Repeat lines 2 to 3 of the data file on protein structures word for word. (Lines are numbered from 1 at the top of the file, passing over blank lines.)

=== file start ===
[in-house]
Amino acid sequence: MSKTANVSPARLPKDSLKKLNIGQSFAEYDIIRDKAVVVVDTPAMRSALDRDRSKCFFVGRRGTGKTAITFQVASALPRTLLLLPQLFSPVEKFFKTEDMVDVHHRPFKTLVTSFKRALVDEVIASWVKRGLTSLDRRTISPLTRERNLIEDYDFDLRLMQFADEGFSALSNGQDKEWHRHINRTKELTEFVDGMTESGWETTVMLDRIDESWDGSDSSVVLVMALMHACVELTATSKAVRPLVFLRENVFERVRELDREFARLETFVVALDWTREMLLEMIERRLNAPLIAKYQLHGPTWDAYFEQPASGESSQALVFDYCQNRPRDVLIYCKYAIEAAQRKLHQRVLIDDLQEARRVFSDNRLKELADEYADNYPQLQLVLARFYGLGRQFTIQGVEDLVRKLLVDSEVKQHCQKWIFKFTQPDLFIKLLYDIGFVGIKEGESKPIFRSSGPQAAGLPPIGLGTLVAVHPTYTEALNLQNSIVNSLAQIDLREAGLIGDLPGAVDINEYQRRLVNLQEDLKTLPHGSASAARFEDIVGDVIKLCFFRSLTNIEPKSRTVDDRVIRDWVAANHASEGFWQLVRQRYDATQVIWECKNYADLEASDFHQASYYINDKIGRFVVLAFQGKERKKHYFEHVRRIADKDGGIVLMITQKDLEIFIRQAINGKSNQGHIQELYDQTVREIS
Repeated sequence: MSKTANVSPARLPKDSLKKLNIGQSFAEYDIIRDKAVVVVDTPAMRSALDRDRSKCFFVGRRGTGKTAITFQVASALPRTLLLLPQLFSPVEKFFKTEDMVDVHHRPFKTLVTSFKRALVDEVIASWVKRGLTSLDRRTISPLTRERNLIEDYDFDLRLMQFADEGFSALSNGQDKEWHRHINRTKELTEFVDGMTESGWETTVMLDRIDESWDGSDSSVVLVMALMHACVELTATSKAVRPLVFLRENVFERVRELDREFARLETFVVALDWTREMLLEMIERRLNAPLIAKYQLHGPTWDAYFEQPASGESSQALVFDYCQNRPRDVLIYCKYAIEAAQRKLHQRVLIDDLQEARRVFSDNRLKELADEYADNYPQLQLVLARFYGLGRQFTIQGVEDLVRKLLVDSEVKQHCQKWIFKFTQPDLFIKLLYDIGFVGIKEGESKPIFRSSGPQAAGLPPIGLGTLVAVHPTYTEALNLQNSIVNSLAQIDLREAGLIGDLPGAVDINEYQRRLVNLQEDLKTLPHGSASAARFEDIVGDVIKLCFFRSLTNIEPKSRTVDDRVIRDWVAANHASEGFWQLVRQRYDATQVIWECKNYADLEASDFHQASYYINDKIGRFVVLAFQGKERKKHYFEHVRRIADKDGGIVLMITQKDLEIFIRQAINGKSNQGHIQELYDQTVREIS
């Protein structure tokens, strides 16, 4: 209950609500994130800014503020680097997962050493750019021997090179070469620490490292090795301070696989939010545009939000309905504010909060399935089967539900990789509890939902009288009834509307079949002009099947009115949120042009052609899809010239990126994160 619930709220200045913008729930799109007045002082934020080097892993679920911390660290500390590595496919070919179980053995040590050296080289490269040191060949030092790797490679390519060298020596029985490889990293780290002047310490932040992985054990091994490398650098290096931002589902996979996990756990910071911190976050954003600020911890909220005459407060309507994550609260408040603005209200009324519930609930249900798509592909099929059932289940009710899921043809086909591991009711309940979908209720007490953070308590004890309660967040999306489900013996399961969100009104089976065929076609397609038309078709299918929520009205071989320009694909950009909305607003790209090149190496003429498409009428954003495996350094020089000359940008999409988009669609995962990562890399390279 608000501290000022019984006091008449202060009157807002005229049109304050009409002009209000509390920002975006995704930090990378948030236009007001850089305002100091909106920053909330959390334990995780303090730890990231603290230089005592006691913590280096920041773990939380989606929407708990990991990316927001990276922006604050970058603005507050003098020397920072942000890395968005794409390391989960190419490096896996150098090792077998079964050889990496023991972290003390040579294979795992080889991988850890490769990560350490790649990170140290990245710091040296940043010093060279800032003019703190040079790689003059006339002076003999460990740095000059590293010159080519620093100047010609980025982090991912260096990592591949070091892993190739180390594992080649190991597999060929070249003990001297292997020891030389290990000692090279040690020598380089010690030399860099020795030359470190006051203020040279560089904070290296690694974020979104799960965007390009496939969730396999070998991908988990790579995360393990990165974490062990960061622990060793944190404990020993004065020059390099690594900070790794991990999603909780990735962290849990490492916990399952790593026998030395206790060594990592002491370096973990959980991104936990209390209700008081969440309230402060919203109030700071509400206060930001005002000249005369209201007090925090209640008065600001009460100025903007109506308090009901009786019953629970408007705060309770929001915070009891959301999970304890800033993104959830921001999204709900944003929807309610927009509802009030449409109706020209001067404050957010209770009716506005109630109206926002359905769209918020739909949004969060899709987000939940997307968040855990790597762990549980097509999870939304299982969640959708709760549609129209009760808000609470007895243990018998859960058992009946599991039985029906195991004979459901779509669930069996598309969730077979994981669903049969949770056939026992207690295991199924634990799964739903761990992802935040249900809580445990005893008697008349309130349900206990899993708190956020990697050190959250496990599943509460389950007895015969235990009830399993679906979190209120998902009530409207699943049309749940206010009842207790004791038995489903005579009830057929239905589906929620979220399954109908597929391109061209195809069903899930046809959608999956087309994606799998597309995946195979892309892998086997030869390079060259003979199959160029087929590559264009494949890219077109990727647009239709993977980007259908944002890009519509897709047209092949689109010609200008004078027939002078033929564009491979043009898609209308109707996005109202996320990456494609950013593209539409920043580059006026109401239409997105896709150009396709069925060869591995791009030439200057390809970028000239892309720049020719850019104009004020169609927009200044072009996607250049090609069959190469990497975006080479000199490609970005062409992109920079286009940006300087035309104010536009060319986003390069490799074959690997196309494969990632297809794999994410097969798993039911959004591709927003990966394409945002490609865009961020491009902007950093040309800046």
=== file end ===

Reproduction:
Amino acid sequence: MSKTANVSPARLPKDSLKKLNIGQSFAEYDIIRDKAVVVVDTPAMRSALDRDRSKCFFVGRRGTGKTAITFQVASALPRTLLLLPQLFSPVEKFFKTEDMVDVHHRPFKTLVTSFKRALVDEVIASWVKRGLTSLDRRTISPLTRERNLIEDYDFDLRLMQFADEGFSALSNGQDKEWHRHINRTKELTEFVDGMTESGWETTVMLDRIDESWDGSDSSVVLVMALMHACVELTATSKAVRPLVFLRENVFERVRELDREFARLETFVVALDWTREMLLEMIERRLNAPLIAKYQLHGPTWDAYFEQPASGESSQALVFDYCQNRPRDVLIYCKYAIEAAQRKLHQRVLIDDLQEARRVFSDNRLKELADEYADNYPQLQLVLARFYGLGRQFTIQGVEDLVRKLLVDSEVKQHCQKWIFKFTQPDLFIKLLYDIGFVGIKEGESKPIFRSSGPQAAGLPPIGLGTLVAVHPTYTEALNLQNSIVNSLAQIDLREAGLIGDLPGAVDINEYQRRLVNLQEDLKTLPHGSASAARFEDIVGDVIKLCFFRSLTNIEPKSRTVDDRVIRDWVAANHASEGFWQLVRQRYDATQVIWECKNYADLEASDFHQASYYINDKIGRFVVLAFQGKERKKHYFEHVRRIADKDGGIVLMITQKDLEIFIRQAINGKSNQGHIQELYDQTVREIS
Repeated sequence: MSKTANVSPARLPKDSLKKLNIGQSFAEYDIIRDKAVVVVDTPAMRSALDRDRSKCFFVGRRGTGKTAITFQVASALPRTLLLLPQLFSPVEKFFKTEDMVDVHHRPFKTLVTSFKRALVDEVIASWVKRGLTSLDRRTISPLTRERNLIEDYDFDLRLMQFADEGFSALSNGQDKEWHRHINRTKELTEFVDGMTESGWETTVMLDRIDESWDGSDSSVVLVMALMHACVELTATSKAVRPLVFLRENVFERVRELDREFARLETFVVALDWTREMLLEMIERRLNAPLIAKYQLHGPTWDAYFEQPASGESSQALVFDYCQNRPRDVLIYCKYAIEAAQRKLHQRVLIDDLQEARRVFSDNRLKELADEYADNYPQLQLVLARFYGLGRQFTIQGVEDLVRKLLVDSEVKQHCQKWIFKFTQPDLFIKLLYDIGFVGIKEGESKPIFRSSGPQAAGLPPIGLGTLVAVHPTYTEALNLQNSIVNSLAQIDLREAGLIGDLPGAVDINEYQRRLVNLQEDLKTLPHGSASAARFEDIVGDVIKLCFFRSLTNIEPKSRTVDDRVIRDWVAANHASEGFWQLVRQRYDATQVIWECKNYADLEASDFHQASYYINDKIGRFVVLAFQGKERKKHYFEHVRRIADKDGGIVLMITQKDLEIFIRQAINGKSNQGHIQELYDQTVREIS